KABUL — When I saw the news of the brutal suicide attack on Afghanistan’s Sikhs and Hindus on Sunday, my first instinct was to call my friend and regular source Rawail Singh for more details. I didn’t realize until his phone went unanswered that the Kabul-based peace activist had been among the 19 people killed, 17 of them Sikhs or Hindus, while waiting to meet Afghan President Ashraf Ghani in Jalalabad.
Singh was one of the kindest and most recognizable faces in Kabul’s nascent civil society and one of the most active members of his community. He’d had many offers to help him and his family leave Afghanistan, but he insisted that he was a son of the Afghan soil and refused to depart a country where he still saw tremendous potential.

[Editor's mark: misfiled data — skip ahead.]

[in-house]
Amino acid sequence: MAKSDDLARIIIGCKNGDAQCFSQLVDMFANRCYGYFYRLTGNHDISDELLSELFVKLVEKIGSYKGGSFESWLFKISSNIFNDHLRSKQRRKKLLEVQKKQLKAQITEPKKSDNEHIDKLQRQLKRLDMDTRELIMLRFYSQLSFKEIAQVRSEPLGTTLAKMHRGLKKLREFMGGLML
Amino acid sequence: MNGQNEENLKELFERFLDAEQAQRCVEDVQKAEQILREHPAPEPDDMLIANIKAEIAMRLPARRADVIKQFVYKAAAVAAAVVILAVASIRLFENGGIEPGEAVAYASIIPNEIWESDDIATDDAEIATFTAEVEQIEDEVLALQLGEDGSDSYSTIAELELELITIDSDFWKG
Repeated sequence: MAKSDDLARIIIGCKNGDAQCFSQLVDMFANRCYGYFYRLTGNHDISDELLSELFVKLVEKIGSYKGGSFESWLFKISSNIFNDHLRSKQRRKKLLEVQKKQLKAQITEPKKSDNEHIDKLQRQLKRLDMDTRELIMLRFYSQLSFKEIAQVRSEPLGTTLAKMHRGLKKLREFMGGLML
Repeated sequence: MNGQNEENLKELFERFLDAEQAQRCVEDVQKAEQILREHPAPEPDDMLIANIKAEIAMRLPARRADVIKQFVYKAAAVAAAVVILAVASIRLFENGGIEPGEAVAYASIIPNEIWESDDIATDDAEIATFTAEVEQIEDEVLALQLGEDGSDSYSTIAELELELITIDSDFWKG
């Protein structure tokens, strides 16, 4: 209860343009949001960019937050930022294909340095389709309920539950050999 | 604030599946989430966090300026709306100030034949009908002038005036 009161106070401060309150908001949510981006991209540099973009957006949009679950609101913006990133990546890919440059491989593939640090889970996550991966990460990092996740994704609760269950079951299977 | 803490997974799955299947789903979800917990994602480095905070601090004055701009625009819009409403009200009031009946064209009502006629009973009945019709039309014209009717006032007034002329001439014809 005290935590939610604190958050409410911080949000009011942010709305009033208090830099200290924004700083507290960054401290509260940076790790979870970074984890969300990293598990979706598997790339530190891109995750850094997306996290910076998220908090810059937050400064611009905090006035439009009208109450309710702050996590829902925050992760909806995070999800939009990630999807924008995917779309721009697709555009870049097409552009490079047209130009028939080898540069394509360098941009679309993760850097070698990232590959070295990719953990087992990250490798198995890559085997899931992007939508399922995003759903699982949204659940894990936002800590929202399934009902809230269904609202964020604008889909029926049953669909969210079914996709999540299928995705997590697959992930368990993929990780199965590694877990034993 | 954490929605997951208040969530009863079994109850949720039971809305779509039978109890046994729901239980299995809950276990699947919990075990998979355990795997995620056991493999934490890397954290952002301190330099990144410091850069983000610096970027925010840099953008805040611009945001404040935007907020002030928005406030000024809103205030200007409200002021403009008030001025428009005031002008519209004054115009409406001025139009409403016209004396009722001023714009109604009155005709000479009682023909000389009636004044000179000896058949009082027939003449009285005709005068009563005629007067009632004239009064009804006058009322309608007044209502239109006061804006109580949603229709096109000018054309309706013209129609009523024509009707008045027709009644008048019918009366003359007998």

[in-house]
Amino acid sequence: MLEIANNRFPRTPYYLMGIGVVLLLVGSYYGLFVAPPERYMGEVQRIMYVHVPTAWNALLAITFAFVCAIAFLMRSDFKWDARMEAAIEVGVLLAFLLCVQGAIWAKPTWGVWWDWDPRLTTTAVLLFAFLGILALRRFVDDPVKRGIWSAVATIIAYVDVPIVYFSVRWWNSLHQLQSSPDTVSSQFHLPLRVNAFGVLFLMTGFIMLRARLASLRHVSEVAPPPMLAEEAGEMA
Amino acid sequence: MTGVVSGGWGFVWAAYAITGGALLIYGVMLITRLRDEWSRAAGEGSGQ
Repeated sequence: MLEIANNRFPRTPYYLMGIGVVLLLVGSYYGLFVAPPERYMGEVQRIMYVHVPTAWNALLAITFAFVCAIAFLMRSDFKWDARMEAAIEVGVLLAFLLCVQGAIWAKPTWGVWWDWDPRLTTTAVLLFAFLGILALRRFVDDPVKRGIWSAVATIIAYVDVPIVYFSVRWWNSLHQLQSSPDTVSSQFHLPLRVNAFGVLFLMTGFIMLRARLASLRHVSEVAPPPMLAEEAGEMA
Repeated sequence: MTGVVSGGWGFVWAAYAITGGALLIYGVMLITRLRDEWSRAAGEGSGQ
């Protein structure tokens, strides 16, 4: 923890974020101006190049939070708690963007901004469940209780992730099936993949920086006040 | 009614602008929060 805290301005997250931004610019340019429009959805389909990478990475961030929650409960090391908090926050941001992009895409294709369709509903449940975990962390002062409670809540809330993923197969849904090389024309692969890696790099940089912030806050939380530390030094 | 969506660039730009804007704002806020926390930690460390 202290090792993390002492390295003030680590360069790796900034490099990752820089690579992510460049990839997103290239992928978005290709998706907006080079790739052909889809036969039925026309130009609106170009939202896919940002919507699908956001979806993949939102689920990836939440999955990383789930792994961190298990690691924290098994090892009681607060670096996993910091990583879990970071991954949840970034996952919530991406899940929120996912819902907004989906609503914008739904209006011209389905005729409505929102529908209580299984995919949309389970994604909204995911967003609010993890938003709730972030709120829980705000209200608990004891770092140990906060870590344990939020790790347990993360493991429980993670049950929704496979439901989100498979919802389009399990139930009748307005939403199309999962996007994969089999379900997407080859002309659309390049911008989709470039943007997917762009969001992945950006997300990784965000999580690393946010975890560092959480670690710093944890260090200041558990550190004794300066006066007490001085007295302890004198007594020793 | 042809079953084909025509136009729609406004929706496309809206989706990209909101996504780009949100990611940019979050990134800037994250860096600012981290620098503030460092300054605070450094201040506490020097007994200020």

“Why would I leave? This is my land, my country, my culture. Historically, we belong to Afghanistan. One of the founding leaders of Sikhism, Guru Nanak, visited Afghanistan in 1520. We’ve been his followers since then,” he told me last year.
The loss of Singh, who was in his late 40s, isn’t just a tragedy for those who knew him; it may be the final deathblow to a community that was once a symbol of a very different Afghanistan.
“Within a few minutes, a significant part of our fraternity was wiped out: our leaders, elders, and mentors,” said Sachdeva Omprakash, an Afghan Hindu attending the mass funeral on Monday at the Bagh Bala Gurdwara in Kabul, one of a handful of temples left in the city. Sikhs and Hindus in Afghanistan closely identify with each other’s communities, both politically and socially, as non-Muslim minorities.
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